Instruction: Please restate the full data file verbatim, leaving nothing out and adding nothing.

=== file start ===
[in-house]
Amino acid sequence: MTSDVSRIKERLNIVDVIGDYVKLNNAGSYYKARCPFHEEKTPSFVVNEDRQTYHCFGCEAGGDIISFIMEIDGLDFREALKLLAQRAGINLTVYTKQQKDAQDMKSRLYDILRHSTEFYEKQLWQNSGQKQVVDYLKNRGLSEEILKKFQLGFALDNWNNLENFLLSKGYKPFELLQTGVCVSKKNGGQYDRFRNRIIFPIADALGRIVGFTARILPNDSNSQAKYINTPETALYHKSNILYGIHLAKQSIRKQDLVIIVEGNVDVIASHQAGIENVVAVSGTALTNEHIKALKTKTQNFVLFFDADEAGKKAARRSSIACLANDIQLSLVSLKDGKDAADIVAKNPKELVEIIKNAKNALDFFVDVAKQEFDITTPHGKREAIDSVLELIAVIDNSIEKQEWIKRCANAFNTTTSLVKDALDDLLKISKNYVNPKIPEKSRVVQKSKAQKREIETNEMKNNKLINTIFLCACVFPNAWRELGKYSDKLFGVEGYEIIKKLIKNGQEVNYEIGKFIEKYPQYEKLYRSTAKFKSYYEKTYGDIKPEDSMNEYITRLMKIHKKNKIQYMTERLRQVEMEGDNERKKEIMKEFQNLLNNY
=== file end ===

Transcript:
[in-house]
Amino acid sequence: MTSDVSRIKERLNIVDVIGDYVKLNNAGSYYKARCPFHEEKTPSFVVNEDRQTYHCFGCEAGGDIISFIMEIDGLDFREALKLLAQRAGINLTVYTKQQKDAQDMKSRLYDILRHSTEFYEKQLWQNSGQKQVVDYLKNRGLSEEILKKFQLGFALDNWNNLENFLLSKGYKPFELLQTGVCVSKKNGGQYDRFRNRIIFPIADALGRIVGFTARILPNDSNSQAKYINTPETALYHKSNILYGIHLAKQSIRKQDLVIIVEGNVDVIASHQAGIENVVAVSGTALTNEHIKALKTKTQNFVLFFDADEAGKKAARRSSIACLANDIQLSLVSLKDGKDAADIVAKNPKELVEIIKNAKNALDFFVDVAKQEFDITTPHGKREAIDSVLELIAVIDNSIEKQEWIKRCANAFNTTTSLVKDALDDLLKISKNYVNPKIPEKSRVVQKSKAQKREIETNEMKNNKLINTIFLCACVFPNAWRELGKYSDKLFGVEGYEIIKKLIKNGQEVNYEIGKFIEKYPQYEKLYRSTAKFKSYYEKTYGDIKPEDSMNEYITRLMKIHKKNKIQYMTERLRQVEMEGDNERKKEIMKEFQNLLNNY